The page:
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Postgrad [R]evolution: Supervision

Keeping the degree creative

Richard Vella

Richard Vella is a composer who has worked in a wide range of genres and media involving music. He is currently Adjunct Professor and Acting Head of Music and Sound within the Creative Industries Faculty, Queensland University of Technology.

I mainly supervise PhD candidates in music or those using some interdisciplinary approach with music and sound. The supervisory process for a creative based research degree presents 2 areas for discussion. The first concerns the artist’s creative work; the second is the placement of the creative work within the research context. Too much attention to the latter can result in pseudo intellectualisation or misunderstanding of the creative work and the artist’s relationship to it.

There are 2 types of research students in creative practice, depending on their development as artists: early and advanced (mid career artists are usually too busy “making it happen” to consider a PhD). Early career artists are often concerned with the development of technique and see research as a viable career step. Advanced career artists come to postgraduate research for different reasons. In many situations the reason is consolidation. Often, they have exhausted all opportunities in their practice in Australia and are looking for a process to take them deeper into their work. Needless to say, continuity of employment as an artist in Australia can be quite difficult. Postgraduate research in creative practice can offer that continuity.

Mutual understanding

The research investigation must come from the practice. My supervisory approach necessitates an understanding of the artist’s creative process. This involves: (1) observing the idiosyncrasies of the candidate’s artistic practice; (2) identifying the salient features of that practice; (3) identifying hidden strengths, patterns and weaknesses; (4) addressing any technical issues that may be causing a hindrance; (5) problem solving by reviewing the candidate’s previous work, discussing other artists’ works, or developing a familiarity with existing works relevant to the enquiry. For some people these indicators are not necessary to research supervision. I consider all to be important. They lay the foundations for a viable research investigation and methodology. Sometimes, the candidate is totally aware of their practice and area of research investigation. While this makes the early stages of a PhD journey relatively easy, the representation of the work as a research enquiry still demands a lot of input and interrogation.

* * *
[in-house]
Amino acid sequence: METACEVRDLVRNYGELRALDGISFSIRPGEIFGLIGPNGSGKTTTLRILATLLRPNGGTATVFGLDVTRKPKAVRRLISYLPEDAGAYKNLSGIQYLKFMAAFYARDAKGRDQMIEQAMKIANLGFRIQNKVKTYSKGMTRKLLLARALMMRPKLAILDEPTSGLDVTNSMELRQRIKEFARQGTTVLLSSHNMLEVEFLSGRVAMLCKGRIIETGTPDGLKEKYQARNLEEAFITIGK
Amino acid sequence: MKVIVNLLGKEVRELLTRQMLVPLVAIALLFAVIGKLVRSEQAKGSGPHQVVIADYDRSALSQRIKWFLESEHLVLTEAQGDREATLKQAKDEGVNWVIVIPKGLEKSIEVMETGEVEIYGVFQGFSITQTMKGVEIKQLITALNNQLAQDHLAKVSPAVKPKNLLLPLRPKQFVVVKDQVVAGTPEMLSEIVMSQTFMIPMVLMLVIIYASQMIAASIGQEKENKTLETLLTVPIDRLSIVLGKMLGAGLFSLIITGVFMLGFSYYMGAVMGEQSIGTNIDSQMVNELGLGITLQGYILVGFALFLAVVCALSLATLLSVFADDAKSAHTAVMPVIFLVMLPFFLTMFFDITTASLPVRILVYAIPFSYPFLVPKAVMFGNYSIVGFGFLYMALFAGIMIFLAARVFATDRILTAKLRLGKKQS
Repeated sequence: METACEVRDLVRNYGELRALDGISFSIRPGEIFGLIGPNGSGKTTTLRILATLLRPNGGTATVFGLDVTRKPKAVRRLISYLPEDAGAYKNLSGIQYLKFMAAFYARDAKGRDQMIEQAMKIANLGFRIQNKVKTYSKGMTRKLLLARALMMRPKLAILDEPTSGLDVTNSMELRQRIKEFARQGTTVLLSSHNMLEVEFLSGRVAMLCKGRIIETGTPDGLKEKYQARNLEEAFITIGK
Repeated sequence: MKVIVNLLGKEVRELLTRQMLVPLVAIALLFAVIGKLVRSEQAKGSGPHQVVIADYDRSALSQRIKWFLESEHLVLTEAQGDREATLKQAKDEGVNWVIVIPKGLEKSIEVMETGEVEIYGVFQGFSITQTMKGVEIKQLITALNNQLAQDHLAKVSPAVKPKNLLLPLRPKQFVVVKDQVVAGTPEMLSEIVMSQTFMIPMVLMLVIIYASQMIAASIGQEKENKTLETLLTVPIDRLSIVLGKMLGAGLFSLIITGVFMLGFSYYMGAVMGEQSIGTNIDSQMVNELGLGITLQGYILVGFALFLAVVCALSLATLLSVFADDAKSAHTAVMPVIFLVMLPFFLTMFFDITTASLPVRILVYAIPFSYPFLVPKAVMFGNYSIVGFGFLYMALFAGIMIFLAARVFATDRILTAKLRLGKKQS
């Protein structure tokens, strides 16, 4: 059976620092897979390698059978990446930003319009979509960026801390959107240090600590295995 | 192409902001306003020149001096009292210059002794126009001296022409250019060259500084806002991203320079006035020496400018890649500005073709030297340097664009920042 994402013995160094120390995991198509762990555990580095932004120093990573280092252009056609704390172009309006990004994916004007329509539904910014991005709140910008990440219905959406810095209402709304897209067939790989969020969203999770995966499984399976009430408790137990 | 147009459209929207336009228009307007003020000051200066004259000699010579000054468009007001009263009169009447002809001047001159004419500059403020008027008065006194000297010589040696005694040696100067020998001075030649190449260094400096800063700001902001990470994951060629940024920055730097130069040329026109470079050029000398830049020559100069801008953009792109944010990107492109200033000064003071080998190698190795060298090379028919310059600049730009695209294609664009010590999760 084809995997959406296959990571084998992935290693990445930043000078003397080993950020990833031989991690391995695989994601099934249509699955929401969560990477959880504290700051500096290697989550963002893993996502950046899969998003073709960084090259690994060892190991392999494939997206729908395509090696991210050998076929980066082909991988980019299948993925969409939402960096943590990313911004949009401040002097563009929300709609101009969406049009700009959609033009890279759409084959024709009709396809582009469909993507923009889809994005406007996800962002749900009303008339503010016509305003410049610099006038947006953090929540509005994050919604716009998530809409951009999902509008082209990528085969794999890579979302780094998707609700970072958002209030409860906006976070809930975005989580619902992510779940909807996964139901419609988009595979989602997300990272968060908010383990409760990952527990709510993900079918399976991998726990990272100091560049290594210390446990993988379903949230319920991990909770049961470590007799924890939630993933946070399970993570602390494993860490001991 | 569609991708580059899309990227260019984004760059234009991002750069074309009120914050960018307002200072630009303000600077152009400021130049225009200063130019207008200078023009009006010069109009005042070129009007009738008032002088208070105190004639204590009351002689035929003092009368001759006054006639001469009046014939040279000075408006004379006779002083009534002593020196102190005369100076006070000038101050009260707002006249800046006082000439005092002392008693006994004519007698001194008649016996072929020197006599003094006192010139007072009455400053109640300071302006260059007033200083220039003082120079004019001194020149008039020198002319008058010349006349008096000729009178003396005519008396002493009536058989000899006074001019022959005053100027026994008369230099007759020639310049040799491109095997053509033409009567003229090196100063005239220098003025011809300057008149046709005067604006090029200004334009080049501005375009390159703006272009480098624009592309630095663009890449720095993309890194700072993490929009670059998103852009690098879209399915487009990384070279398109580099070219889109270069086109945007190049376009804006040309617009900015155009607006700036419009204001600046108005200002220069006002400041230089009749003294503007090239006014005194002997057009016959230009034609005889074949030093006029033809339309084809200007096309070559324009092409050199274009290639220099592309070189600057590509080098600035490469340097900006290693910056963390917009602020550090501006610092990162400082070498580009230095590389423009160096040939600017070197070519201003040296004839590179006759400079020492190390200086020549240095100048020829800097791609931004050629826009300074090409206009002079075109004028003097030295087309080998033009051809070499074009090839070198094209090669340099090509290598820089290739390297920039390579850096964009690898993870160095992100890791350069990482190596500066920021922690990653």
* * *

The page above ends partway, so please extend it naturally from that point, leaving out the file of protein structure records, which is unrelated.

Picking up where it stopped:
The right question

Once there is mutual understanding, it becomes possible to begin a research enquiry: some people call this the research question. The process of asking the wrong question at the wrong time can lead to misconceptions. For me, the issue is “when” and “what type of questioning begins the process?” The only question in the first part of the PhD process is: “how can the artist do something better?” Defining the research investigation is relatively easy once candidates are fully aware of their processes. It enables them to understand their context and how they got there. Nevertheless, the research process involves a continual series of questions resulting from the work until ultimately, an appropriate question is asked. Questions such as “what does the work mean?” or “how do I tell someone else what I am doing?” come later. These questions can be problematic due to the requirement for candidates to initially express their creative work as a research question and formally present the interrogation in a written language outside of the artist’s own creative language.

Show, tell & name

The symbolic representation of a creative work is the artist’s primary mode of communication. It can express subtlety, irony, contradiction, ambiguity, paradox, etc. While in some instances the candidate is able to clearly articulate in formal language aspects of a work, it is often counterproductive to initially expect the candidate to be equally articulate in their linguistic or literary skills. Reporting in many universities is text driven. Many candidates spend more time writing about their work than making it. Formally expressing these nuances through written text is another level of structured communication. For these reasons I ask the research candidates to constantly talk about or informally present aspects of their work. Informal communication permits experiment and play with language. This is the first step towards articulating a methodology and must always be discussed in the presence of the work. Through the spontaneity of talking, an interpretative model can be articulated without the candidate knowing what that model may become.